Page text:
of construction tends to be a matter of each rms experience, expertise, policies and practices.
Usually thereismorethan oneway to build thestructure, dependingon thecontractorsingenuity
andengineeringskill, hisriskappraisal andinclinationtoassumerisk, theexperienceof hisfabrication
and erection work forces, hisavailableequipment, and hispersonal preferences. Experienceshows
that each project isdifferent; and although therewill besimilaritiesfrom onebridgeof agiven type
toanother, theconstruction engineeringmust beaccomplishedon an individual project basis. Many
aspectsof theproject at hand will turn out to bedifferent from thoseof previoussimilar jobs, and
also theremay benewengineeringconsiderationsand requirementsfor agiven project that did not
comeforward on previoussimilar work.
Duringtheestimatingand biddingphaseof theproject theprudent, experienced bridgesteelwork
contractor will start fromscratch andperformhisownfabricationanderectionstudies, irrespective
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of any erection schemesand information that may beshown on thedesign plans. Thesestudiescan
involve a considerable expenditure of both time and money, and thereby place that contractor at
a disadvantage in respect to those bidders who are willing to rely on hasty, supercial studies, or
wherethedesign engineer hasshown an erection scheme to simply assumethat it hasbeen
engineered correctly and proceed to use it. The responsible contractor, on the other hand, will
appraise the feasible construction methods and evaluate their costs and risks, and then make his
After thecontract hasbeen executed thecontractor will set forth howheintendsto fabricateand
erect, indetailedplansthat couldinvolvealargenumber of calculationsheetsanddrawingsalongwith
construction proceduredocuments. It isappropriatefor thedesign engineer on behalf of hisclient
to reviewthecontractorsplanscarefully, perform acheck of construction considerations, and raise
appropriatequestions. Wherethecontractor doesnot agreewith thedesignerscommentsthetwo
partiesget together for reviewand discussion, and in theend theyconcur on essential factorssuch as
fabricationanderectionproceduresandsequences, theweight andpositioningof erectionequipment,
thedesign of falsework and other temporary components, erection stressing and strengthening of
thepermanent steelwork, erection stability and bracing of critical components, any erection check
measurementsthat may beneeded, and span closingand swingingoperations.
Thedesigningengineersapproval isneeded for certain fabrication plans, such asthecambering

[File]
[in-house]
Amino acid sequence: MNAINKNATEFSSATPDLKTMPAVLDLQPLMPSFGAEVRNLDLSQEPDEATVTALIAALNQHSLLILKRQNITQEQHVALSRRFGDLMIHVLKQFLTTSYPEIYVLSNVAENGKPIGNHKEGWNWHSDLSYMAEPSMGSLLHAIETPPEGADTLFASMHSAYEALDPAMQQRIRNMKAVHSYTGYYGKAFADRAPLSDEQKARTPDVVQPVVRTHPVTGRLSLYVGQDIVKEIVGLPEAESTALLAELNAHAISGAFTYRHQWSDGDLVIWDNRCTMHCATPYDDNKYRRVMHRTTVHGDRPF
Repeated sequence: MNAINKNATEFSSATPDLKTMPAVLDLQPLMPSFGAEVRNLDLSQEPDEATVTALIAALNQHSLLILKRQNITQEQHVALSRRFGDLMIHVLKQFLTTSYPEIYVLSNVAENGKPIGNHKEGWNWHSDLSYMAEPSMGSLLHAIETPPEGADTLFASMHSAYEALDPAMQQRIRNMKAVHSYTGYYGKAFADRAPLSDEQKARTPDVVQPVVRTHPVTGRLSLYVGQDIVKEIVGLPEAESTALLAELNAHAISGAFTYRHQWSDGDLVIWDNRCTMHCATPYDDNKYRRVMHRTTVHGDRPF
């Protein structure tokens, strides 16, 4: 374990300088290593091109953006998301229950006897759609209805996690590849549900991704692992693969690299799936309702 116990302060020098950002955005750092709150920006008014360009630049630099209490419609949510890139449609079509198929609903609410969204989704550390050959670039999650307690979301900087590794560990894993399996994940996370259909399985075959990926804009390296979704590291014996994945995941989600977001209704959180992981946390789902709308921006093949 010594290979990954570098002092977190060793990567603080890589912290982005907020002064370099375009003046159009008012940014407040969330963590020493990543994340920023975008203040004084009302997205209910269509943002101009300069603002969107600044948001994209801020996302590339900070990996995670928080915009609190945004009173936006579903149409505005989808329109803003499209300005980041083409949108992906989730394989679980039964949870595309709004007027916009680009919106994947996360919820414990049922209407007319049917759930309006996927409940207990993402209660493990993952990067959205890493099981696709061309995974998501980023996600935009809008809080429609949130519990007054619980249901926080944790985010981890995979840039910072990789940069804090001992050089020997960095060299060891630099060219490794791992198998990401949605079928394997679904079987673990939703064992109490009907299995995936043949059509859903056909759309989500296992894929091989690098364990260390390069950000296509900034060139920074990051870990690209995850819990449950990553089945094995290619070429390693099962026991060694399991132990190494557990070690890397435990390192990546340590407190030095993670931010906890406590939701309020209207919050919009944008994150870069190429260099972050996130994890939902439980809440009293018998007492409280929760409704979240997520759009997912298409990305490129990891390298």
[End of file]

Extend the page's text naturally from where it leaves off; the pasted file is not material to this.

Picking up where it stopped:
of individual members; however, in most casesthedesigner should stand clear of actual approval of
thecontractorsconstruction planssinceheisnot in aposition toaccept construction responsibility,
and too many thingscan happen duringtheeld evolutionsover which thedesigner hasno control.
It should beemphasized that even though thedesigning engineer hasusually had no signicant
experience in steelwork construction, the contractor should welcome his comments and evaluate
themcarefully and respectfully. In major bridgeprojectsmany matterscan get out of control or can
beimproved upon, and thecontractor should takeadvantageof every opportunity to improvehis
prospectsand performance. Theexperienced contractor will makesurethat heworksconstructively
with thedesigningengineer, standingwell clear of antagonisticor confrontational posturing.
20.11 Two General Approaches to Fabrication and Erection of
Ashasbeen stated previously, theobjectivein steel bridgeconstruction isto fabricateand erect the
structureso that it will havethegeometry and stressing designated on thedesign plans, under full
dead load at normal temperature. Thisgeometry isknown asthegeometric outline. In thecaseof
steel bridgestherehavebeen, over thedecades, two general proceduresfor achievingthisobjective:
1. TheeldadjustmentprocedureCarry out acontinuingprogramof eld surveysand
measurements, andperformcertainadjustmentsof selectedsteelwork componentsinthe
eldaserectionprogresses, inanattempt todiscover fabricationanderectiondeciencies
and compensatefor them.
2. TheshopcontrolprocedurePlacetotal relianceon rst-order surveyingof span base-
linesand pier elevations, and on accuratesteelwork fabrication and erection augmented
by meticulous construction engineering; and proceed with erection without any eld
adjustments, on thebasisthat theresultingbridgedeadload geometry and stressingwill